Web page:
Our latest guest post comes from Chris New of LSE’s Language Centre, who has been reflecting on what student participation and engagement mean in the context of the School’s Reconnect with Research programme
LSE has a long history of providing assistance to persecuted scholars, which the School extended in 2012 by introducing the only language and research skills course for refugee academics in the UK, the Reconnect with Research programme. A joint venture between the Centre for the Study of Human Rights and the LSE Language Centre, it welcomed 21 participants to the School from places as diverse as Eritrea, Algeria and the Palestinian Territories.
Refugees are often excluded from vital sources of information so from the outset we thought about the importance of participation in the programme. We wanted participation to go far beyond peer information exchange and topic based responses and for it be developmental in three key ways – building academic expertise, socialisation in the disciplines and the identity of international academics. For the scholars, it was precisely these issues that, if lacking, were seen as barriers to success. For us, they were the issues that opened up questions over which forms of participation work and how they can best be implemented in the classroom.
From the moment our refugee academics arrived, one thing was clear: inclusion changes things. Being within LSE legitimates who you are and what you do, and this in itself can influence participation. Our hope was that inclusion, being social in nature, would set the context for new and fresh approaches to participation in activities; and that while these activities may be cognitive in nature, the fact that they occur in a social context means that they are likely to have a more beneficial effect. In other words, class participation was going to work best as a “package” of the social and the cognitive.
In class, we presented tasks as work-shopped activities, overtly developmental and cognitive but also based in the participants’ own experiences as academics. So, for example, to break into new ways of thinking and talking, we combined tasks such as the critiquing of academic works written by LSE faculty with the consideration of participants’ own research proposals. By looking at the ways international academics think and write, the scholars were able to discuss the reshaping of their own work and that of their colleagues. As a result, they discovered ways of harnessing existing knowledge to reshape their academic identities, both in their disciplines and in an international setting. Instead of peer exchange of information, we now had peer exchange of academic expertise, core skills and identity.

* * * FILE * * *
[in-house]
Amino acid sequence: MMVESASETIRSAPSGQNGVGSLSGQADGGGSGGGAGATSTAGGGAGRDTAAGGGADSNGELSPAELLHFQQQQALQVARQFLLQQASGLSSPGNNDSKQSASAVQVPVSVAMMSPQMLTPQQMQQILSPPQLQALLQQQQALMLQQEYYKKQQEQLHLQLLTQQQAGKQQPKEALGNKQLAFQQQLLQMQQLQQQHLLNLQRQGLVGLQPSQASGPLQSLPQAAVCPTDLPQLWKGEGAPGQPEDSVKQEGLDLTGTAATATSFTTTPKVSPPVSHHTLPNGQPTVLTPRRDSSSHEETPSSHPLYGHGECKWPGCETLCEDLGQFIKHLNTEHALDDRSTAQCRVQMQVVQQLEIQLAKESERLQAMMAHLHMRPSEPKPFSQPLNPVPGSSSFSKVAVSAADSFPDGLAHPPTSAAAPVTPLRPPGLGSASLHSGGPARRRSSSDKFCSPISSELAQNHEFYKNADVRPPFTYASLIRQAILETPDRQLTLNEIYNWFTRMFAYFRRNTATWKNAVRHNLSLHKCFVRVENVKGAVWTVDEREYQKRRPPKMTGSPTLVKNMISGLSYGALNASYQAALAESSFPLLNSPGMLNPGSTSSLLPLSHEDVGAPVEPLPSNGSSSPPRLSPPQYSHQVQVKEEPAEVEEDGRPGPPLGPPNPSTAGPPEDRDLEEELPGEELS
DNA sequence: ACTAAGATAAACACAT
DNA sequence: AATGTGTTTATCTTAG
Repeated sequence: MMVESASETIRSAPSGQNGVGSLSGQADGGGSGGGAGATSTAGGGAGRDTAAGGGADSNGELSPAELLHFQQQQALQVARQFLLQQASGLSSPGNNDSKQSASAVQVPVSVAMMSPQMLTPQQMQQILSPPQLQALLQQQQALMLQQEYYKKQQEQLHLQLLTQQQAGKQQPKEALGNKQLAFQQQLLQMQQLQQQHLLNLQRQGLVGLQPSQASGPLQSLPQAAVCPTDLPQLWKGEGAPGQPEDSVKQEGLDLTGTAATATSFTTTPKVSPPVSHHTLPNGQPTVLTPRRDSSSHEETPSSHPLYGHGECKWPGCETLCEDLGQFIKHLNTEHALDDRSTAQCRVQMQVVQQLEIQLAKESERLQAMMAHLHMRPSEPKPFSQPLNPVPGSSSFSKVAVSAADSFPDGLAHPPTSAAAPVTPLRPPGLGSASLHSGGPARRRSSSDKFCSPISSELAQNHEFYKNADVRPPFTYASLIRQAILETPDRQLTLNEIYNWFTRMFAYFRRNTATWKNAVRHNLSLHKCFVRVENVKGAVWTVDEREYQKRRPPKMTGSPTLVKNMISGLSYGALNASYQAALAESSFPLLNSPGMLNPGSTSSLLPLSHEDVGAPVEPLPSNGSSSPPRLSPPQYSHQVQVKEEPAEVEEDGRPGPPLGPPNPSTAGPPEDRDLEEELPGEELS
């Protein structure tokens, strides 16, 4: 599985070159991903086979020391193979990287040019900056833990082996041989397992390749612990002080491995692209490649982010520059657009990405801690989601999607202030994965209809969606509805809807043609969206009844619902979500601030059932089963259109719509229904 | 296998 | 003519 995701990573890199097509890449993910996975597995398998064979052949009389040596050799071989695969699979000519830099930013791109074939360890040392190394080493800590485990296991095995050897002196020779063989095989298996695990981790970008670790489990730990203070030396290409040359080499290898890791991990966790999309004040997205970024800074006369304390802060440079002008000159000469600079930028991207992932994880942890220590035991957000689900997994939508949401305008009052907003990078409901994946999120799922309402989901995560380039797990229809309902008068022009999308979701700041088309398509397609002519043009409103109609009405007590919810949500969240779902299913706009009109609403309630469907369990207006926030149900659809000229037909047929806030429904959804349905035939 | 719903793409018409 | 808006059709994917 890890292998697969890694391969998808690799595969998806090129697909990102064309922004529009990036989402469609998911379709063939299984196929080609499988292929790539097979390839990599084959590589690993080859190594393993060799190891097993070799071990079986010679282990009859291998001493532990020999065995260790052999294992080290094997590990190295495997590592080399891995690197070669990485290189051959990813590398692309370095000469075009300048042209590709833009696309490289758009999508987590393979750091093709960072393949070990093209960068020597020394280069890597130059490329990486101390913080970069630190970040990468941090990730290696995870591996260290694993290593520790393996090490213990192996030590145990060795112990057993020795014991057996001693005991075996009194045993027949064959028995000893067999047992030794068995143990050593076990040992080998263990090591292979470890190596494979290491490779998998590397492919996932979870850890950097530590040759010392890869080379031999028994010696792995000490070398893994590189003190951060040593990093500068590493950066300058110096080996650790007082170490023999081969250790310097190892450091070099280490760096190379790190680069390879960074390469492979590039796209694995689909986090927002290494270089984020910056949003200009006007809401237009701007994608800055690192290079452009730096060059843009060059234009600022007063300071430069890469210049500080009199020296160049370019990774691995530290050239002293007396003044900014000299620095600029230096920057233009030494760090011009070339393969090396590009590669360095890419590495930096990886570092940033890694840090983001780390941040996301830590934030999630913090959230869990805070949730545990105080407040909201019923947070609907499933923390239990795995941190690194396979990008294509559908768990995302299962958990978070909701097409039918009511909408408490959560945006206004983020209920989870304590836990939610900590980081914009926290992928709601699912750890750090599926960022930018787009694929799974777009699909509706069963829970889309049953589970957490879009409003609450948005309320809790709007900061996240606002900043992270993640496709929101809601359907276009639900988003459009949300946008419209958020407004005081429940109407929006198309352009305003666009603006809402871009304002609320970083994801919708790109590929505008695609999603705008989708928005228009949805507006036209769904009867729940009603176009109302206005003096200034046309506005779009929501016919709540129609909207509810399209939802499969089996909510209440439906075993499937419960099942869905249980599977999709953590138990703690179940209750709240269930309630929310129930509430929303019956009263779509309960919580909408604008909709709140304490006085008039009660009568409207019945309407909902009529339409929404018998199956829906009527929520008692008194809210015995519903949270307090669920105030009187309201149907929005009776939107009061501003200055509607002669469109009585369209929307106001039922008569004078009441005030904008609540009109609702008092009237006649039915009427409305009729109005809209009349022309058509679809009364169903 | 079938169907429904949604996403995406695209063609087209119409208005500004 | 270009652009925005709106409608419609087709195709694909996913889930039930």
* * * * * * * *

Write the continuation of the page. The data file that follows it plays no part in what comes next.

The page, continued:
There was an almost palpable sense of shifting ideas and shifting patterns of engagement in class. New ways of arguing came to the fore and members of the group began to see how they could become socialised within their discipline. Our approach gave participants the chance to extend their ideas about what it means to be an international academic. By building on a social and cognitive engagement within tasks and using the “best bits” of LSE, we tried to open up possibilities and offer something new and different. The buzz in the room was a reflection of how seriously participants got into the tasks. They became much more obviously excited about research itself and the idea that this particular course had, through the process of participation, helped shift their values and break down obstacles, be those obstacles linguistic, cognitive or social. As one participant said, the course “reflects the main barriers that we, as academic refugees, face during the process of forced migration and when rebuilding our lives: lack of human rights and of languages”.
Having spent more than a year teaching the programme, it is clear to me that the interplay between truly transformative learning and the social context of a learning environment works best when both are acknowledged as playing key roles in the classroom. This was what allowed the participants to dig deep, challenge what they thought they knew and create new ideas and novel engagements. One participant commented: “Right from the beginning, a trustful relationship is established between students, the team and the project as a whole.” We used that trust to offer social, cognitive and linguistic perspectives that closed knowledge gaps and provided the outcomes the learners wanted. We also had some pretty brilliant guest speakers from across the School who helped us achieve it.
So where are our participants now? For one, “many doors have opened again, some I have even never dreamt of.” She now holds an LSE Fellowship, recently co-organised an international conference and was nominated a “refugee woman of the year”. And for others, LSE, Cambridge, SOAS and UCL beckon.
Chris New is Course Co-ordinator for Reconnect with Research which he wrote and teaches.
Zoe Gillard manages the course from the Centre for the Study of Human Rights for LSE’s Scholars at Risk programme.
Reconnect with Research was started with the support of the LSE Annual Fund.